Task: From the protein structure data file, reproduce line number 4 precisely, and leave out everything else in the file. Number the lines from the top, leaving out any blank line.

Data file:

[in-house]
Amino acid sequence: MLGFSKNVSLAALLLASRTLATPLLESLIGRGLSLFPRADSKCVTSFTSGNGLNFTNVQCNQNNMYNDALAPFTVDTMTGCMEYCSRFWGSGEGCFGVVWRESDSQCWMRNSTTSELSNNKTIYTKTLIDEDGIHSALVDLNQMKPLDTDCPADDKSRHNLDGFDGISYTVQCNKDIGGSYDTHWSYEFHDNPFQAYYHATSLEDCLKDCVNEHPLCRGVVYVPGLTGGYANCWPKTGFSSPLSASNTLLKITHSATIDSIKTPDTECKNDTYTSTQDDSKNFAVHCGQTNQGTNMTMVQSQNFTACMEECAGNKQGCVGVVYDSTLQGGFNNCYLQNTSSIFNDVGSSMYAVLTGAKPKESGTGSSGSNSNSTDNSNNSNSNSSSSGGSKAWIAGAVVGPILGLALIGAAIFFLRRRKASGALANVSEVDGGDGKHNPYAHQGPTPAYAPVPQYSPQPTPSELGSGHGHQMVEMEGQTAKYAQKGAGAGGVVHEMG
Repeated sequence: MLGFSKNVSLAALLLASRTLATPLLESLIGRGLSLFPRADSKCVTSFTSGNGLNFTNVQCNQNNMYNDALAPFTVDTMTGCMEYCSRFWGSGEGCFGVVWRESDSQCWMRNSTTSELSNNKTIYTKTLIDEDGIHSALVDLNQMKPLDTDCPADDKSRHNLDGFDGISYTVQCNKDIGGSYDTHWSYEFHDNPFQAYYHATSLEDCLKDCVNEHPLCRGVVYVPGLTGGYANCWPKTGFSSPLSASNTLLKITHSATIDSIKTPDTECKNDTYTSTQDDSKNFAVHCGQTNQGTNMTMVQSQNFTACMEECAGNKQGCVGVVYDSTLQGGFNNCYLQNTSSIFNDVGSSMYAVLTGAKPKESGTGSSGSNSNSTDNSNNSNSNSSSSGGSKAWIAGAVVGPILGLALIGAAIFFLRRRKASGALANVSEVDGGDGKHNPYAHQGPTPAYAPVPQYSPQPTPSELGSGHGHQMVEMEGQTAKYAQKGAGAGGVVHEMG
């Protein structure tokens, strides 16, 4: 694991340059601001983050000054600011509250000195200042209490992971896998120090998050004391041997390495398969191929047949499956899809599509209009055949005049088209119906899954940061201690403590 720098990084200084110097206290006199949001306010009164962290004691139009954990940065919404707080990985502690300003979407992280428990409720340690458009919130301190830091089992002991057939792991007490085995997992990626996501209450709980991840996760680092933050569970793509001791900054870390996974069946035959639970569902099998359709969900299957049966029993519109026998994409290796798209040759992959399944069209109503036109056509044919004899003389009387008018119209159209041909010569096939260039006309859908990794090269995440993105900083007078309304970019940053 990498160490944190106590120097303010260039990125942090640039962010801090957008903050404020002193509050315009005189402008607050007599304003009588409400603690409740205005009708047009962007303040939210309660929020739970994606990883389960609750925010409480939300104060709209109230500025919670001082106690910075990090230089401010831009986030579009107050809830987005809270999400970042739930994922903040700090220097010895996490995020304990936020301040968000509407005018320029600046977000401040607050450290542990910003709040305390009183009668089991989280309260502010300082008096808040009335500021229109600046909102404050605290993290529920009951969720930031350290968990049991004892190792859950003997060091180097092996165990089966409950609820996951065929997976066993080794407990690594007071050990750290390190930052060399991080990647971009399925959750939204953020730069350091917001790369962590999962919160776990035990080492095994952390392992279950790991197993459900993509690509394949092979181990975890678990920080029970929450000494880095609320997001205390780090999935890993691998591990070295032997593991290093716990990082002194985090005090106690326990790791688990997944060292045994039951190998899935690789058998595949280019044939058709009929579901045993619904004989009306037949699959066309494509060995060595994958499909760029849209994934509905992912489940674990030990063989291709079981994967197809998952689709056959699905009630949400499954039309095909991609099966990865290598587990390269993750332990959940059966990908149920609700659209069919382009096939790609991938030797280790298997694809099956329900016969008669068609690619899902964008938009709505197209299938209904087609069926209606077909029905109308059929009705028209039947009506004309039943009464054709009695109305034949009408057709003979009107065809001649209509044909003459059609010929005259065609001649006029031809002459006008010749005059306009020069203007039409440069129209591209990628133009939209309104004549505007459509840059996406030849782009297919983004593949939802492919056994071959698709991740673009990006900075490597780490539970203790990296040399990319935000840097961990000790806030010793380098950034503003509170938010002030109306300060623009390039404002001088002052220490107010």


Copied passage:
């Protein structure tokens, strides 16, 4: 694991340059601001983050000054600011509250000195200042209490992971896998120090998050004391041997390495398969191929047949499956899809599509209009055949005049088209119906899954940061201690403590 720098990084200084110097206290006199949001306010009164962290004691139009954990940065919404707080990985502690300003979407992280428990409720340690458009919130301190830091089992002991057939792991007490085995997992990626996501209450709980991840996760680092933050569970793509001791900054870390996974069946035959639970569902099998359709969900299957049966029993519109026998994409290796798209040759992959399944069209109503036109056509044919004899003389009387008018119209159209041909010569096939260039006309859908990794090269995440993105900083007078309304970019940053 990498160490944190106590120097303010260039990125942090640039962010801090957008903050404020002193509050315009005189402008607050007599304003009588409400603690409740205005009708047009962007303040939210309660929020739970994606990883389960609750925010409480939300104060709209109230500025919670001082106690910075990090230089401010831009986030579009107050809830987005809270999400970042739930994922903040700090220097010895996490995020304990936020301040968000509407005018320029600046977000401040607050450290542990910003709040305390009183009668089991989280309260502010300082008096808040009335500021229109600046909102404050605290993290529920009951969720930031350290968990049991004892190792859950003997060091180097092996165990089966409950609820996951065929997976066993080794407990690594007071050990750290390190930052060399991080990647971009399925959750939204953020730069350091917001790369962590999962919160776990035990080492095994952390392992279950790991197993459900993509690509394949092979181990975890678990920080029970929450000494880095609320997001205390780090999935890993691998591990070295032997593991290093716990990082002194985090005090106690326990790791688990997944060292045994039951190998899935690789058998595949280019044939058709009929579901045993619904004989009306037949699959066309494509060995060595994958499909760029849209994934509905992912489940674990030990063989291709079981994967197809998952689709056959699905009630949400499954039309095909991609099966990865290598587990390269993750332990959940059966990908149920609700659209069919382009096939790609991938030797280790298997694809099956329900016969008669068609690619899902964008938009709505197209299938209904087609069926209606077909029905109308059929009705028209039947009506004309039943009464054709009695109305034949009408057709003979009107065809001649209509044909003459059609010929005259065609001649006029031809002459006008010749005059306009020069203007039409440069129209591209990628133009939209309104004549505007459509840059996406030849782009297919983004593949939802492919056994071959698709991740673009990006900075490597780490539970203790990296040399990319935000840097961990000790806030010793380098950034503003509170938010002030109306300060623009390039404002001088002052220490107010």